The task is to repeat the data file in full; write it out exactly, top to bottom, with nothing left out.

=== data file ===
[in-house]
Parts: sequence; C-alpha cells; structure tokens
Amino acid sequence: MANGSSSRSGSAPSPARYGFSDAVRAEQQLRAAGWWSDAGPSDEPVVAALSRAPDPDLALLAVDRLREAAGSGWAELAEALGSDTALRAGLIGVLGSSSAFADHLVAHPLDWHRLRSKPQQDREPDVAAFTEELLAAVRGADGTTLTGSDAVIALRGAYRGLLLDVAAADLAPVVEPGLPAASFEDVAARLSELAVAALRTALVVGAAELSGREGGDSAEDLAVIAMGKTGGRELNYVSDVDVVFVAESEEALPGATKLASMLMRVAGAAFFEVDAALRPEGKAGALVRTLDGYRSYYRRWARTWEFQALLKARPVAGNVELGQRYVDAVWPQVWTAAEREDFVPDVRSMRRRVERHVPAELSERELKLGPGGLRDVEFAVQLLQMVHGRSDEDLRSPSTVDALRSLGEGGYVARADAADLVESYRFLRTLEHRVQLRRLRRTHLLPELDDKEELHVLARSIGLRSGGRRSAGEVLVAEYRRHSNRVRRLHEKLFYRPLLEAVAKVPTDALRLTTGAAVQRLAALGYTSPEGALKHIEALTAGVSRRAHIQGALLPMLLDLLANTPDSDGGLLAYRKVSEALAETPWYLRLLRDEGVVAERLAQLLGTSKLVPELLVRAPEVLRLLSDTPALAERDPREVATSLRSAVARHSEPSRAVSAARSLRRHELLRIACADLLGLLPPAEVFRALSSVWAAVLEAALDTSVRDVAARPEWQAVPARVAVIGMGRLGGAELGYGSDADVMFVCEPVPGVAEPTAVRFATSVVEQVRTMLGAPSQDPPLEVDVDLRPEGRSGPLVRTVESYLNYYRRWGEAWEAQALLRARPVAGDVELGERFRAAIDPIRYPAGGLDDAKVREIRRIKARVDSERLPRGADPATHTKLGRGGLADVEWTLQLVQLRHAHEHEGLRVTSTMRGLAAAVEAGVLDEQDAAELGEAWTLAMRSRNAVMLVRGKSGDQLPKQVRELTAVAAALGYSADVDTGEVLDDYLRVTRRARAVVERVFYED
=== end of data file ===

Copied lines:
[in-house]
Parts: sequence; C-alpha cells; structure tokens
Amino acid sequence: MANGSSSRSGSAPSPARYGFSDAVRAEQQLRAAGWWSDAGPSDEPVVAALSRAPDPDLALLAVDRLREAAGSGWAELAEALGSDTALRAGLIGVLGSSSAFADHLVAHPLDWHRLRSKPQQDREPDVAAFTEELLAAVRGADGTTLTGSDAVIALRGAYRGLLLDVAAADLAPVVEPGLPAASFEDVAARLSELAVAALRTALVVGAAELSGREGGDSAEDLAVIAMGKTGGRELNYVSDVDVVFVAESEEALPGATKLASMLMRVAGAAFFEVDAALRPEGKAGALVRTLDGYRSYYRRWARTWEFQALLKARPVAGNVELGQRYVDAVWPQVWTAAEREDFVPDVRSMRRRVERHVPAELSERELKLGPGGLRDVEFAVQLLQMVHGRSDEDLRSPSTVDALRSLGEGGYVARADAADLVESYRFLRTLEHRVQLRRLRRTHLLPELDDKEELHVLARSIGLRSGGRRSAGEVLVAEYRRHSNRVRRLHEKLFYRPLLEAVAKVPTDALRLTTGAAVQRLAALGYTSPEGALKHIEALTAGVSRRAHIQGALLPMLLDLLANTPDSDGGLLAYRKVSEALAETPWYLRLLRDEGVVAERLAQLLGTSKLVPELLVRAPEVLRLLSDTPALAERDPREVATSLRSAVARHSEPSRAVSAARSLRRHELLRIACADLLGLLPPAEVFRALSSVWAAVLEAALDTSVRDVAARPEWQAVPARVAVIGMGRLGGAELGYGSDADVMFVCEPVPGVAEPTAVRFATSVVEQVRTMLGAPSQDPPLEVDVDLRPEGRSGPLVRTVESYLNYYRRWGEAWEAQALLRARPVAGDVELGERFRAAIDPIRYPAGGLDDAKVREIRRIKARVDSERLPRGADPATHTKLGRGGLADVEWTLQLVQLRHAHEHEGLRVTSTMRGLAAAVEAGVLDEQDAAELGEAWTLAMRSRNAVMLVRGKSGDQLPKQVRELTAVAAALGYSADVDTGEVLDDYLRVTRRARAVVERVFYED